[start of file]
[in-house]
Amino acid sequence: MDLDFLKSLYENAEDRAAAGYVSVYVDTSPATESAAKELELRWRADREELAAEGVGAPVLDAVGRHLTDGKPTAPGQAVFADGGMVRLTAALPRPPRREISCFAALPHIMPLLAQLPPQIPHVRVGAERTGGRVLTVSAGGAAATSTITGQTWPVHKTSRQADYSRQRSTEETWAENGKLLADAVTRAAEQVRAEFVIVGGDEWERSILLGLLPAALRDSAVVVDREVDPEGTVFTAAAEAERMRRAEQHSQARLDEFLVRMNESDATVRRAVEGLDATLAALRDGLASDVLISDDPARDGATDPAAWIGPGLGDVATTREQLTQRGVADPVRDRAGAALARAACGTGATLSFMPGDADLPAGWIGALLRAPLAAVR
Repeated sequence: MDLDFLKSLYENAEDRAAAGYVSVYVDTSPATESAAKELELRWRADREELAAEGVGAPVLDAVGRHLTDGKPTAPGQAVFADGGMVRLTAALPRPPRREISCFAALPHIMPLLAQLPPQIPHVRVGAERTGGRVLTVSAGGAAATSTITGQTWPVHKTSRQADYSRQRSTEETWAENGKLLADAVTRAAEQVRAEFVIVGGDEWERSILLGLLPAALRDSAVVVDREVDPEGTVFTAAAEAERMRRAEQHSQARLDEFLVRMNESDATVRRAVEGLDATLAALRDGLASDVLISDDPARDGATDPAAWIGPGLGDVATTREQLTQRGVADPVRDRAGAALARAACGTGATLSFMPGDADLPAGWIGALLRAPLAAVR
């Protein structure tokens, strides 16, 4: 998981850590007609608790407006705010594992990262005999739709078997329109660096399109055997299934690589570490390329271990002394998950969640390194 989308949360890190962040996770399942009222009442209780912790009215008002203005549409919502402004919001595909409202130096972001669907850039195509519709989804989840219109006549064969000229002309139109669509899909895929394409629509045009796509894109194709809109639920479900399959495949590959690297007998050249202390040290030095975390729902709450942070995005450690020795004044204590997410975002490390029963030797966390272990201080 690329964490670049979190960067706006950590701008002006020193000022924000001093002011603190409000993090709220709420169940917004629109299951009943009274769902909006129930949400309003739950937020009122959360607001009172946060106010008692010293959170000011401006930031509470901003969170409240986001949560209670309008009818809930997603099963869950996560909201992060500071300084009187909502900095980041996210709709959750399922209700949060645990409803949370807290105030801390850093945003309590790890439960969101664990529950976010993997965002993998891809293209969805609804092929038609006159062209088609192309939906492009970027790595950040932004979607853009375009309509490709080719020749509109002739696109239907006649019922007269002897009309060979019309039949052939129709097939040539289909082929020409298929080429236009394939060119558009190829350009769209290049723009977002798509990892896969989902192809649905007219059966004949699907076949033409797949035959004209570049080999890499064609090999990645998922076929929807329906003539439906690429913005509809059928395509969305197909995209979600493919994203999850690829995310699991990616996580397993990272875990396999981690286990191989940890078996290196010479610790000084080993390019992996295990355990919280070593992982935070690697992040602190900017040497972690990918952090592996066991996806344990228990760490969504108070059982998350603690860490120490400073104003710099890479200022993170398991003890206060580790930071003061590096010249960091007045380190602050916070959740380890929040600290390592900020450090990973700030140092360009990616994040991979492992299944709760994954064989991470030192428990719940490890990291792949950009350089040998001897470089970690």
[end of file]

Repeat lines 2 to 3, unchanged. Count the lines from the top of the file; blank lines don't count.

Amino acid sequence: MDLDFLKSLYENAEDRAAAGYVSVYVDTSPATESAAKELELRWRADREELAAEGVGAPVLDAVGRHLTDGKPTAPGQAVFADGGMVRLTAALPRPPRREISCFAALPHIMPLLAQLPPQIPHVRVGAERTGGRVLTVSAGGAAATSTITGQTWPVHKTSRQADYSRQRSTEETWAENGKLLADAVTRAAEQVRAEFVIVGGDEWERSILLGLLPAALRDSAVVVDREVDPEGTVFTAAAEAERMRRAEQHSQARLDEFLVRMNESDATVRRAVEGLDATLAALRDGLASDVLISDDPARDGATDPAAWIGPGLGDVATTREQLTQRGVADPVRDRAGAALARAACGTGATLSFMPGDADLPAGWIGALLRAPLAAVR
Repeated sequence: MDLDFLKSLYENAEDRAAAGYVSVYVDTSPATESAAKELELRWRADREELAAEGVGAPVLDAVGRHLTDGKPTAPGQAVFADGGMVRLTAALPRPPRREISCFAALPHIMPLLAQLPPQIPHVRVGAERTGGRVLTVSAGGAAATSTITGQTWPVHKTSRQADYSRQRSTEETWAENGKLLADAVTRAAEQVRAEFVIVGGDEWERSILLGLLPAALRDSAVVVDREVDPEGTVFTAAAEAERMRRAEQHSQARLDEFLVRMNESDATVRRAVEGLDATLAALRDGLASDVLISDDPARDGATDPAAWIGPGLGDVATTREQLTQRGVADPVRDRAGAALARAACGTGATLSFMPGDADLPAGWIGALLRAPLAAVR